The framers, during the secret proceedings of the Constitutional Convention in 1787, created a fundamentally new national plan to replace the Articles of Confederation. They placed over the states a supreme government with broad powers, and they proposed to submit it to conventions in each state, elected "by the People thereof," for ratification. Immediately, a fierce storm of argument broke. Federalist supporters, Antifederalist opponents, and seekers of a middle ground strove to balance public order and personal liberty as they praised, condemned, challenged, and analyzed the new Constitution.
Assembled here in chronological order are hundreds of newspaper articles, pamphlets, speeches, and private letters written or delivered in the aftermath of the Constitutional Convention. Along with familiar figures like Franklin, Madison, Patrick Henry, Jefferson, and Washington, scores of less famous citizens are represented, all speaking clearly and passionately about government. The most famous writings of the ratification struggle — the Federalist essays of Hamilton and Madison — are placed in their original context, alongside the arguments of able antagonists, such as "Brutus" and the "Federal Farmer."
Part One includes press polemics and private commentaries from September1787 to January 1788. That autumn, powerful arguments were made against the new charter by Virginian George Mason and the still-unidentified "Federal Farmer," while in New York newspapers, the Federalist essays initiated a brilliant defense. Dozens of speeches from the state ratifying conventions show how the "draft of a plan, nothing but a dead letter," in Madison's words, had "life and validity...breathed into it by the voice of the people."
Included are the conventions in Pennsylvania, where James Wilson confronted the democratic skepticism of those representing the western frontier, and in Massachusetts, where John Hancock and Samuel Adams forged a crucial compromise that saved the country from years of political convulsion. Informative notes, biographical profiles of all writers, speakers, and recipients, and a detailed chronology of relevant events from 1774 to 1804 provide fascinating background. A general index allows readers to follow specific topics, and an appendix includes the Declaration of Independence, the Articles of Confederation, and the Constitution (with all amendments).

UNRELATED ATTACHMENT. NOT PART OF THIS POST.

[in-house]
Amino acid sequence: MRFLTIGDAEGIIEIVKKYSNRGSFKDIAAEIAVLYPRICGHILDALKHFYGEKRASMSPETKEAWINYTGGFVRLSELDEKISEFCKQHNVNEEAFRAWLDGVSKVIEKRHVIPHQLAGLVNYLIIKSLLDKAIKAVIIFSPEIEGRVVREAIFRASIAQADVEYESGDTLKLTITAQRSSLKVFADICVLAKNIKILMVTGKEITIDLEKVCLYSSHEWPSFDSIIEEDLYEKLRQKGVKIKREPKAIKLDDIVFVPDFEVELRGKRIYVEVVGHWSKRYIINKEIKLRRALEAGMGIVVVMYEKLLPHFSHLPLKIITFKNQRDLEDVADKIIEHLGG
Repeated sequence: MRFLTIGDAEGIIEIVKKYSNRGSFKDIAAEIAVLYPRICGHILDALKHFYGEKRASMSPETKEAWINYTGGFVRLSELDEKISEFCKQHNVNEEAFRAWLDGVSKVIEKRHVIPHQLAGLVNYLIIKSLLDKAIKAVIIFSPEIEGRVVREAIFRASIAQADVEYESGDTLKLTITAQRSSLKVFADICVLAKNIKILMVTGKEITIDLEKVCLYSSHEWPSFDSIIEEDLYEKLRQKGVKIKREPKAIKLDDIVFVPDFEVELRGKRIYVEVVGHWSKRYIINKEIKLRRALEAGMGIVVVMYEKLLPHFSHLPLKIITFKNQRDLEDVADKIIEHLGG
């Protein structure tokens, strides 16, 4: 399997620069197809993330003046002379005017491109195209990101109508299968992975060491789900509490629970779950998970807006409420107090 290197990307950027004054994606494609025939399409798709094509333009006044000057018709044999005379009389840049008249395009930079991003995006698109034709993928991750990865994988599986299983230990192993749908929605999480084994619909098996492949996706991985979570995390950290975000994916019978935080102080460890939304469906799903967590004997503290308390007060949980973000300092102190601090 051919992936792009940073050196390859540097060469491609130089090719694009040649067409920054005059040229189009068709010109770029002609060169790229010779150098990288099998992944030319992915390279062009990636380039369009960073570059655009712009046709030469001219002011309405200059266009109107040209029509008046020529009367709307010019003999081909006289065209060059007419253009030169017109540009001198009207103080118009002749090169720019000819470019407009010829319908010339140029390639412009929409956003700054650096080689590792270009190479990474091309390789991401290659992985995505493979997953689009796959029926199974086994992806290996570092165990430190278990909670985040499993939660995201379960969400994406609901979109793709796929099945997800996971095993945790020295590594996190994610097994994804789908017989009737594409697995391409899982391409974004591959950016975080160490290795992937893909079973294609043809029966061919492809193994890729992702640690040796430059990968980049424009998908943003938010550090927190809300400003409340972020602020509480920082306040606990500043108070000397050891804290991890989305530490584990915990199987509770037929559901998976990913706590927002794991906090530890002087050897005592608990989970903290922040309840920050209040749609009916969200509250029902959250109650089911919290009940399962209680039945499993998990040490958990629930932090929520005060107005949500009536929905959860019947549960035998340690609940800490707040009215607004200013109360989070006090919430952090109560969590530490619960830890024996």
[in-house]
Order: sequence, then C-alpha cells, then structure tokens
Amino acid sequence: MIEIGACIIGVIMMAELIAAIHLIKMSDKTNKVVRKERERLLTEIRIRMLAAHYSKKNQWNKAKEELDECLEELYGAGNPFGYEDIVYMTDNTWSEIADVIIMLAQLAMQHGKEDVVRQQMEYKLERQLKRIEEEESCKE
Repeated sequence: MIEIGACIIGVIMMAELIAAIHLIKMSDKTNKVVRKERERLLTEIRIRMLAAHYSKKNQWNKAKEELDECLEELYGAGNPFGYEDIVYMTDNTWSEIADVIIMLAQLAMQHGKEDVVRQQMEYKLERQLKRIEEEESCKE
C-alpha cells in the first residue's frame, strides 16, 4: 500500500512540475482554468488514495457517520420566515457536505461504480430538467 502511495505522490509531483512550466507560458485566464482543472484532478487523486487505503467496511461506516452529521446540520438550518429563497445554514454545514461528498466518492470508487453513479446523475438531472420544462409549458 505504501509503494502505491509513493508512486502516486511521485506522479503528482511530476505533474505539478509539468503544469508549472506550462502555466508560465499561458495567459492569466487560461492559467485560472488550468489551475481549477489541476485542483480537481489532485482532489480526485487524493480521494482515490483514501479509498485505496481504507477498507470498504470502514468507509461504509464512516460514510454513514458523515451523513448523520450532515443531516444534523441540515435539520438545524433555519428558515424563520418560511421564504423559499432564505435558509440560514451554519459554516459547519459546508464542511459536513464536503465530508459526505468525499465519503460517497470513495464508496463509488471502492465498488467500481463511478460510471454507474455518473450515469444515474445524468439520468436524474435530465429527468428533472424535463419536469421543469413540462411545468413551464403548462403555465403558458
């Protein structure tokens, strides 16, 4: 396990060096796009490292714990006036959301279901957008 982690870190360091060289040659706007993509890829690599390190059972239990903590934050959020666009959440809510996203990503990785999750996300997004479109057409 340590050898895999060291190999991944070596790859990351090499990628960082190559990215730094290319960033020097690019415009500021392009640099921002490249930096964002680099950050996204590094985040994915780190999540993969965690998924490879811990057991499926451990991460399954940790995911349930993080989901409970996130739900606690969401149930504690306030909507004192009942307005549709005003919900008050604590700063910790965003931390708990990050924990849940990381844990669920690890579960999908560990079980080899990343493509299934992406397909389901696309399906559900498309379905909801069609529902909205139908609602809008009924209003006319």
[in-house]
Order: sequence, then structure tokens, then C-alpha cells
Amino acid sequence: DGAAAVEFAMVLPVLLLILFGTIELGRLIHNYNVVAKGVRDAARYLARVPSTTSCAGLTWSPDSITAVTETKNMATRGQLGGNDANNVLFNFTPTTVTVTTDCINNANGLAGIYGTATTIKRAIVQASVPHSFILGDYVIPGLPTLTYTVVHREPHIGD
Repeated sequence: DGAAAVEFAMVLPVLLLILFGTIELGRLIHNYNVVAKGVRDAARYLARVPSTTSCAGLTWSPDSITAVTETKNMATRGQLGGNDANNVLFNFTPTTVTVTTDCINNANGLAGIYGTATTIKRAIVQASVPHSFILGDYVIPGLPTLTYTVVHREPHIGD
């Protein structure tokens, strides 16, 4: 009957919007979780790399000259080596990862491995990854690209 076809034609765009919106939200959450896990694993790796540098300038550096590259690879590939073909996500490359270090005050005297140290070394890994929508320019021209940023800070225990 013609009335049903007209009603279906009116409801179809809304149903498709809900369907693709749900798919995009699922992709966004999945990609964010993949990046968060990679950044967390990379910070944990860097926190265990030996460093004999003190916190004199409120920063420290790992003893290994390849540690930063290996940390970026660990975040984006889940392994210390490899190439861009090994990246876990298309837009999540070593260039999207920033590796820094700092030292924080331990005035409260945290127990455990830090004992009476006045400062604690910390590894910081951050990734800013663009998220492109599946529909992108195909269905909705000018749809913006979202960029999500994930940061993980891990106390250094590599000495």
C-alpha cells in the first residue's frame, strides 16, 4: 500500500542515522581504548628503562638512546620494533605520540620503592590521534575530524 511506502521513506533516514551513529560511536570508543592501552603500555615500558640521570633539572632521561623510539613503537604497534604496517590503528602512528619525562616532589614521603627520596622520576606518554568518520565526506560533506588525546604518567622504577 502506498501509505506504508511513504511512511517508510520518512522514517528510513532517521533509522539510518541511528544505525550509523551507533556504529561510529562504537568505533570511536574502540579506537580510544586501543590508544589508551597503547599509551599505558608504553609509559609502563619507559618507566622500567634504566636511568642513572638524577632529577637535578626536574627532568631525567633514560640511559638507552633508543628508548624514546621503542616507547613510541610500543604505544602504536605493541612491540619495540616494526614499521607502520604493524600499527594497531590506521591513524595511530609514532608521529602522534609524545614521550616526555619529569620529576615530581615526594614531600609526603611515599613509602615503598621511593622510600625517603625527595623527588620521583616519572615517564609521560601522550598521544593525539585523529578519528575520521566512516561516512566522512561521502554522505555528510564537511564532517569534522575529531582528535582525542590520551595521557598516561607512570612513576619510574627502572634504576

Bernard Bailyn, volume editor, is Adams University Professor of History at Harvard University and a Pulitzer Prize-winning author of numerous books, including The Ideological Origins of the American Revolution, Voyagers to the West, and Faces of Revolution. The library of America is dedicated to publishing America's best and most significant writing in handsome, enduring volumes, featuring authoritative texts. Hailed as the "finest-looking, longest-lasting editions ever made" (The New Republic), Library of America volumes make a fine gift for any occasion. Now, with exactly one hundred volumes to choose from, there is a perfect gift for everyone.
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The Constitutional Convention met in Philadelphia in 1787 to produce a successor to the inadequate Articles of Confederation. The Articles of Confederation were drawn up during the American Revolution to define the national government, but were too weak to achieve their goals and were replaced by the US Constitution. The Constitutional Convention produced the document but the Constitution did not take effect until ratified by two-thirds of the states, and the process continued until Rhode Island agreed in 1790.